The Future of Urban Agriculture in U.S. Cities

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Today, the U.S. population is over 316 million. In less than 40 years, the U.S. Census Bureau projects we’ll reach a national population of 450 million, a 42% increase. Where is this population going to live? The answer to that question appears relatively clear; the U.S. Census Bureau reports that America’s urban population increased by 12.1 percent from 2000 to 2010, outpacing the nation’s overall growth rate of 9.7 percent for the same period. Today, more than 82% of the U.S. lives in urban areas. [1]

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Interesting questions result from this macro trend that may impact the future of commercial real estate.

How is this surging urban population to be fed? In example, traditionally, we’ve fumigated, hauled and distributed produce such as tomatoes from the Western U.S. food baskets 3,000 miles to New York City. But, does a tomato grown in California with a priority for breeding for appearance and the hardiness to travel long distances without rotting or damage provide a better product than a tomato grown by local New York City farmers focused on taste and nutritional value?
Does this change in demographic living patterns mean we’ll have to rethink our relationships between food production and food distribution?
Is there an adaptive re-use of economically, functionally or physically obsolete urban industrial buildings by owners for profitable urban farming?
5 Stone has been looking for solutions to these questions. And, in this article will try to not only answer them, but also to provoke further thinking.

New York City imports $1 billion in produce each year. This fact is a good starting point for our discussion. The bottom line for sustainable real estate investors is whether we can capture some of this market by creating urban farming tenancies that pay rent, generate local produce and create local jobs.

There is little debate that natural resources, fossil fuels, arable land and fresh water, (agriculture uses 70% of the U.S.’ fresh water) are made dearer by growing populations wanting to enter the middle class and the impact of Climate Change.[2] In fact, the extreme drought in the Western half of the U.S. has already pushed food prices higher.[2]

So we ask, are there methods to produce healthier crops that (i) are more nutritious and flavorful (ii) use no pesticides, herbicides fertilizers, or fungicides (iii) yield more abundantly and (iv) use less of a precious vanishing asset – clean fresh water?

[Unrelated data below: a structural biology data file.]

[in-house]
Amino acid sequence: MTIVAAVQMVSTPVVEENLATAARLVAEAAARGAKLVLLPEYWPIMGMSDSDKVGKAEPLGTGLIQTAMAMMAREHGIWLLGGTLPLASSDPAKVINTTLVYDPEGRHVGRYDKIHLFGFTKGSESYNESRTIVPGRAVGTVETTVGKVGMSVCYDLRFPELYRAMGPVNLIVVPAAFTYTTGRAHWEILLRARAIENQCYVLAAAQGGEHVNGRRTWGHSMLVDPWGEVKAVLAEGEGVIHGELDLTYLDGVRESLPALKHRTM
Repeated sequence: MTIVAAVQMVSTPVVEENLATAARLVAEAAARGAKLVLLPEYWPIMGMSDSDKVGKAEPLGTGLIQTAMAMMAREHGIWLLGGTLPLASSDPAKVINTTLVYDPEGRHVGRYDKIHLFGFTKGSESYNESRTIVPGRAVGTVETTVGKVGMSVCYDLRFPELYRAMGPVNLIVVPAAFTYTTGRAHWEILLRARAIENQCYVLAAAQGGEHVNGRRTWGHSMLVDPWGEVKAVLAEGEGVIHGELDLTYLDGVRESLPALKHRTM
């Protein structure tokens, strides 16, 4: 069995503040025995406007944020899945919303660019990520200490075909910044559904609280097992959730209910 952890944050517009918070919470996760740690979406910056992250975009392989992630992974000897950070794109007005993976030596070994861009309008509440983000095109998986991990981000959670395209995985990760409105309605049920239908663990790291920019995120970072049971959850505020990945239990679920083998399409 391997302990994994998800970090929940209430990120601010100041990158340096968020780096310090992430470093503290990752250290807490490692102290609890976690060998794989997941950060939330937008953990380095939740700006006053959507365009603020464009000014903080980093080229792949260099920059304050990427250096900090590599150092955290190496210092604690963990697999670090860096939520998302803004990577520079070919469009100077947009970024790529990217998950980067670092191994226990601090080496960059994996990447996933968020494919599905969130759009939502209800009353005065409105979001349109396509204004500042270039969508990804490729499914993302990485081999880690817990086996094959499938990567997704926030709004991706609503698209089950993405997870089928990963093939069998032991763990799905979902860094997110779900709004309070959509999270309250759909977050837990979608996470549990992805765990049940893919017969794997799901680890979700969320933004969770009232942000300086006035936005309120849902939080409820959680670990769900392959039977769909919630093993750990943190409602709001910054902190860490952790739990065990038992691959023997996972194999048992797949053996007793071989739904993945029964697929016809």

5 Stone believes urban agriculture will create new ways to harvest value from adaptive reuse of physically, functionally, and economically obsolete light industrial warehouse space and/or their under-utilized rooftops in urban markets by encouraging Controlled Environment Agriculture (“CEA”) operators to become tenants. [Read more…]

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9 Reasons You Should Drink Tea Every Day

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drinking tea

(Article via The Huffington Post)

 

1. First things first, tea is way easier to make than coffee.

Most of the time, you need a whole machine to make coffee, and you may even have to grind some beans. To make tea, all you need is boiling water, tea and a cup. It’s that simple.

 

2. Green tea could have the power to help keep your bones healthy.

For elderly folks, studies have shown that drinking green tea may help lessen the risk of osteoporotic bone fractures.

 

3. Drinking unsweetened black tea could help fix bad breath.

If you have a case of halitosis, you may want to start drinking black tea. Researchers at the University of Chicago College of Dentistry found that black tea contains chemical components called polyphenols that slow down the formation of plaque-causing bacteria. The polyphenols also reduce “acid production levels,” helping to prevent periodontal disease.

 

4. It’s considered a “necessity of life” in China, so maybe it should be for you, too.

Along with firewood, rice, oil, “chiang” (fermented soy paste), salt and vinegar, tea is considered one of the things “people cannot do without every day,” according to the proverbial “seven necessities of life” created by the Sung Chinese people.

 

5. Tea has the power to calm you down.

Some research has suggested that valerian root tea could act as a safe and effective mild natural sleep aid. In a German study, 202 adults either took valerian extract or a prescription anti-anxiety drug. The people who took valerian extract reported “equal improvement in sleep quality, feeling rested and how long they slept as those taking the prescription drug.”